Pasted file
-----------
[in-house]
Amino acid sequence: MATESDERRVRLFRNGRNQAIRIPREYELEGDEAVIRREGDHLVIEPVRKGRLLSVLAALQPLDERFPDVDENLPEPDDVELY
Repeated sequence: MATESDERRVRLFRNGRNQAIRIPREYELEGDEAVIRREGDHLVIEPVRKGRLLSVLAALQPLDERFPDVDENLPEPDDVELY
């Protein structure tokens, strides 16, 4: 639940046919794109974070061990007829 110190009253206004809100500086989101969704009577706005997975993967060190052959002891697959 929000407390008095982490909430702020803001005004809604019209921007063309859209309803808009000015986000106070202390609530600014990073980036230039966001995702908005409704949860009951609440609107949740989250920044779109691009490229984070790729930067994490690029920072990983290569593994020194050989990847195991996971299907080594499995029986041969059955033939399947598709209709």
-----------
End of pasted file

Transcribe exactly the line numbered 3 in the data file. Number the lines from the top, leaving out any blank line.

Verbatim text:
Repeated sequence: MATESDERRVRLFRNGRNQAIRIPREYELEGDEAVIRREGDHLVIEPVRKGRLLSVLAALQPLDERFPDVDENLPEPDDVELY